Additional symptoms that suggest polydipsia and polyuria are due to a medical problem include:

    • Behavioural changes
    • Constipation
    • Diarrhea
    • Having accidents outside the litter box
    • Increased appetite
    • Lethargy
    • Loss of weight and/or appetite
    • Poor coat condition
    • Vomiting
    • Weakness

If you notice a change in your cat’s drinking or urination habits, consult a veterinarian.

For more cat articles, see the main Cats page.


    • Bennett, P., BVSc, FACVSc, DipACVIM. (2003). Polyuria and Polydipsia [PDF]. Australian College of Veterinary Scientists – Science Week 2003 – Small Animal Medicine Chapter Meeting.
    • Fenner, W.R., et al. (2000). Quick Reference to Veterinary Medicine, Third Edition. Baltimore, MD: Lippincott Williams & Wilkins.
    • Lappin, M.R., DVM, PhD. (2001). Feline Internal Medicine Secrets. Philadelphia, PA: Hanley & Belfus Inc.
    • Melin, E., DVM., Westgate Pet Clinic. (n.d.). “What is Polyuria/Polydipsia? AKA: Why is My Pet Drinking and Urinating so Much?” WagsandWhiskers.com.
    • Osborne, C.A., DVM, PhD, DiplACVIM. (1 June 2003). “ The Ins and Outs of Polyuria and Polydipsia.” DVM360. VeterinaryNewsDVM360.com.
    • PetMD.com. (n.d.). “Increased Thirst and Urination in Cats.”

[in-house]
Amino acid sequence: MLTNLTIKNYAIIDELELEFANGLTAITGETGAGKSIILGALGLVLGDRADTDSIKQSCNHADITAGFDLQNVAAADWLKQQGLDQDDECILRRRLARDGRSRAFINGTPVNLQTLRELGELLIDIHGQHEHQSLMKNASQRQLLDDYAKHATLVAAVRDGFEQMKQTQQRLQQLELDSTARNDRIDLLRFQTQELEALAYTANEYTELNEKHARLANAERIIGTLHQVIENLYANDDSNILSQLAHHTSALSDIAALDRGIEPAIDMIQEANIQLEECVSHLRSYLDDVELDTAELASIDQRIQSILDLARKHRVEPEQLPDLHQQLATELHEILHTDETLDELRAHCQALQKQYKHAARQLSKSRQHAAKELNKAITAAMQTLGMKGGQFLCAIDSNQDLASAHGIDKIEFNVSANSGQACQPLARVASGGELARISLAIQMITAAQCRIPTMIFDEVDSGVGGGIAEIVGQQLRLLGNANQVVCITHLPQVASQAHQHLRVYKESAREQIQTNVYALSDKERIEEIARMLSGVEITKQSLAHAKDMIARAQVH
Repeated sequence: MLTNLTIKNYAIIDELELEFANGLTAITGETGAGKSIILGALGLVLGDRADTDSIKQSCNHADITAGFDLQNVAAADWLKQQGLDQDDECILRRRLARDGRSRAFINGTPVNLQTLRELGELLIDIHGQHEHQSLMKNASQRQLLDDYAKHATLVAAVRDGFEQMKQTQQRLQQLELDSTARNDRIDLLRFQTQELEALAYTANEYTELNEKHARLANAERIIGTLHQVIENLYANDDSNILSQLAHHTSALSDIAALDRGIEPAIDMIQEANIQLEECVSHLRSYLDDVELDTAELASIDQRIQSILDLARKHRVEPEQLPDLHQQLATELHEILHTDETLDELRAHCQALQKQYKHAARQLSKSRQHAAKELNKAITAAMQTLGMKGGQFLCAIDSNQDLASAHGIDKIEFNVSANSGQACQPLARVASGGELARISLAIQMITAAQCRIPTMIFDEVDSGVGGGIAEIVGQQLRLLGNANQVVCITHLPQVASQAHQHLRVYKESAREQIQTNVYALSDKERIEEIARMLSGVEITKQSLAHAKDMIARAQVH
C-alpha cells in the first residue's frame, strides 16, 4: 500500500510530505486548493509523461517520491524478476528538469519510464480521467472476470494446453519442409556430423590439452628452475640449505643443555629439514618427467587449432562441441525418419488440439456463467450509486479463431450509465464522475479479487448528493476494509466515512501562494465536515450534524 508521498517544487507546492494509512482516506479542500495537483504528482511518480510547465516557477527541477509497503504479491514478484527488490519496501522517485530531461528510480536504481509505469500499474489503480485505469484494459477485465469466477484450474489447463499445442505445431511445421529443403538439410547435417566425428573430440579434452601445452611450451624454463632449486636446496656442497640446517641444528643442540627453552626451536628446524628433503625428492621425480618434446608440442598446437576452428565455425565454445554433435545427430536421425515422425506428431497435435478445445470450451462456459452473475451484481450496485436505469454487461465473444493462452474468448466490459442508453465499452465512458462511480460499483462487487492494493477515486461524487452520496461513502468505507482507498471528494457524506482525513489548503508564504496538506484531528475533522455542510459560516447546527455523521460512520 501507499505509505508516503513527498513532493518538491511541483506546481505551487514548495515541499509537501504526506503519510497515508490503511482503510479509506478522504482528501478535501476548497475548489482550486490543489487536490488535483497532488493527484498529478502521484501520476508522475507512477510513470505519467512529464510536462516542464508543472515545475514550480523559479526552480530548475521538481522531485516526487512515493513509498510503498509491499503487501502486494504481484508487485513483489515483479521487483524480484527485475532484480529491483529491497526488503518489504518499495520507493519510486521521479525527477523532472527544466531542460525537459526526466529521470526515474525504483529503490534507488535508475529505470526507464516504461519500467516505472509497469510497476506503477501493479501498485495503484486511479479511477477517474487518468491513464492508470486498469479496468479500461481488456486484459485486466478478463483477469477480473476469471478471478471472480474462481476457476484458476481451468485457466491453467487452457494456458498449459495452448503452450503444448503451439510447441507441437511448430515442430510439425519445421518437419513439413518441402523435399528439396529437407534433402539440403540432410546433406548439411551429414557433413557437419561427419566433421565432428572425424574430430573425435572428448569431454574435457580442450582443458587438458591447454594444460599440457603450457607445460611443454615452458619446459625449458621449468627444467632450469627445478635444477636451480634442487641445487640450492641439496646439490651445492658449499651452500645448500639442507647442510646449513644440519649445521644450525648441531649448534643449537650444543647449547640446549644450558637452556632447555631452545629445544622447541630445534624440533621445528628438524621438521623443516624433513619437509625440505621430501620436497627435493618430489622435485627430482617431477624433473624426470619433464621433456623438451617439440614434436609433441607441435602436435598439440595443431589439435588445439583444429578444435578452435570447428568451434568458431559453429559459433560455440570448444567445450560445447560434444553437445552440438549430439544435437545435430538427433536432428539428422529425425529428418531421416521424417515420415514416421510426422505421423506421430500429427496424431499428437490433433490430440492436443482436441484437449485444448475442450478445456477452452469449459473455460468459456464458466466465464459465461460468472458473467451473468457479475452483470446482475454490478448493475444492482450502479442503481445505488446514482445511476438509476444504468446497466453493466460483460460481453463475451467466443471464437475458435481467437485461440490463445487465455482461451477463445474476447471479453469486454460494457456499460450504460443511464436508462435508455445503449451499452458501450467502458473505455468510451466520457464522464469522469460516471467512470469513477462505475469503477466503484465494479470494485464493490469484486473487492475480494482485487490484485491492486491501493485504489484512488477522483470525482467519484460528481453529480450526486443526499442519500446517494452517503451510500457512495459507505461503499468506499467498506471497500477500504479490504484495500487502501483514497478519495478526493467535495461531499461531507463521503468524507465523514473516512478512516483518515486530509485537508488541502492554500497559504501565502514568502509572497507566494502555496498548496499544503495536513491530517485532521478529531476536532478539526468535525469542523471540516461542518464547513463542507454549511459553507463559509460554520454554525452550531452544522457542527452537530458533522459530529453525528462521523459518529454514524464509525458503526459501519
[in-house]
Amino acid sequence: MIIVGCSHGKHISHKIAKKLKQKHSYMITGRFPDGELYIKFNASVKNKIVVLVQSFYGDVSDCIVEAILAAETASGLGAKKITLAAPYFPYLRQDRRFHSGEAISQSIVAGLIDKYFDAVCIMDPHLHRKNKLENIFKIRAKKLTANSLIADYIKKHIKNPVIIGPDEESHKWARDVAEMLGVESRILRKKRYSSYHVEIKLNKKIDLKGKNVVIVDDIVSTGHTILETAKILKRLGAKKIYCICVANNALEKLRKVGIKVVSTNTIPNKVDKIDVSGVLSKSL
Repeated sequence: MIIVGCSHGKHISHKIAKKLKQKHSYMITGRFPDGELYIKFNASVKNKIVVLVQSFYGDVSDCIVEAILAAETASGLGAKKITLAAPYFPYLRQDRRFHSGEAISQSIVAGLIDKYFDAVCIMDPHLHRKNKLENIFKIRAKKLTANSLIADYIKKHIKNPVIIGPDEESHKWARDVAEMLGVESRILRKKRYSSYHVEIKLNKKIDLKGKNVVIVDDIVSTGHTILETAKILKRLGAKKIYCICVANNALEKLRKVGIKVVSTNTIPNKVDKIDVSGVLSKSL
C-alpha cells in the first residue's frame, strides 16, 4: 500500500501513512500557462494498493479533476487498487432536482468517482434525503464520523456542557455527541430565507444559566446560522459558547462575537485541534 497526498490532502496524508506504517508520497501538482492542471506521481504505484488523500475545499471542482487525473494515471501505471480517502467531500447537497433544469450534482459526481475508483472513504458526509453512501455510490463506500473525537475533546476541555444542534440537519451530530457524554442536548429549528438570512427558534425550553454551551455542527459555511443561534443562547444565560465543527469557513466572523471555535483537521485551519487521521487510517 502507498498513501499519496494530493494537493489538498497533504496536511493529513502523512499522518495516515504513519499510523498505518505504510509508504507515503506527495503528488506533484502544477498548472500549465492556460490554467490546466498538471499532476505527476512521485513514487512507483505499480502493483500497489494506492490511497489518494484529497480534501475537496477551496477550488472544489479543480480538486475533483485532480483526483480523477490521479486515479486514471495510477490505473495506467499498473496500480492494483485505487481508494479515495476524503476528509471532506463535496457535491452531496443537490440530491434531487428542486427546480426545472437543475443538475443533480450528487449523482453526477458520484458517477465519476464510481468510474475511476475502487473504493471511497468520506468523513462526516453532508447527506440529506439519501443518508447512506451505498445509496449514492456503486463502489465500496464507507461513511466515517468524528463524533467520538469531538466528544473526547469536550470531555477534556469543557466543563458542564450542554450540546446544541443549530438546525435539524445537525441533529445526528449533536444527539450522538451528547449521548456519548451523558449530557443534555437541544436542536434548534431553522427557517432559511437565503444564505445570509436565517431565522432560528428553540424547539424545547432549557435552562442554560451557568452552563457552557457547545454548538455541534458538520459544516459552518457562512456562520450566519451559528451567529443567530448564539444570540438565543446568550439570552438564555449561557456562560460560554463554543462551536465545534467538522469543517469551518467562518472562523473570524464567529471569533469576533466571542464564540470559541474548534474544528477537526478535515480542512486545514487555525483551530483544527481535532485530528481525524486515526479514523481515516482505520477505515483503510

• Petplace Veterinarians. (2011). “Polydipsia and Polyuria (Excessive Drinking and Urinating) in Cats.” PetPlace.com.

2 thoughts on “Why Does My Cat Drink So Much and Pee So Often? Causes of Increased Thirst and Urination in Cats”

  1. I have never heard of this happening with recommended use, but ingesting Feliway may cause illness in cats. Cats are meant to inhale the scent; not consume the Feliway fluid. Feliway shouldn’t be sprayed directly on cats because they will lick it off. If the cat hasn’t ingested any Feliway, the cause is more likely illness or ingestion of another toxic substance. If your cat is showing signs of illness, I recommend consulting a veterinarian to check for conditions such as diabetes and to rule out poisoning.

  2. I promise to solve your issue 100%
    Stay away from all dry food and any commercial brands like Friskies, Purina etc. I use to give only dry and now my three cats get a raw diet with very little dry on top.
    I buy RadCat (comes frozen) but there are other brands as well. I completely stop the urine problem since one of my cats would not drink water. He now gets plenty of moisture in the raw food. There coats look shiny, less cat fur, no more unrinating problems since the raw was slowly introduced. It only took a few days for them to now crave it.
    When a cat only eats dry and tends not to drink water (some cats don’t drink water) then you will have urination issues and possible vet visits. The raw contains lots of mositure enough for the cat and everything a cat needs. rememeber cats are carnivors not herbavores or omnivors.
    I tend to give a tablespoon of raw and a quarter tablespoon of dry on top (good dry food like Orajen, Wellness core etc). I then add an extra tablespoon of water.
    I have not had an issue in years.
    Let me repeat : Problem gone for several years No issue anymore. My cat urinates normally.
    But the Raw Frozen (any good brand at a natural pet store) and you will solve the problem 100%. They may be reluctant to eat it at first (slowly introduce) but will love it and love and crave it everyday. They run to the bowl when its feeding time.
    here are a few links: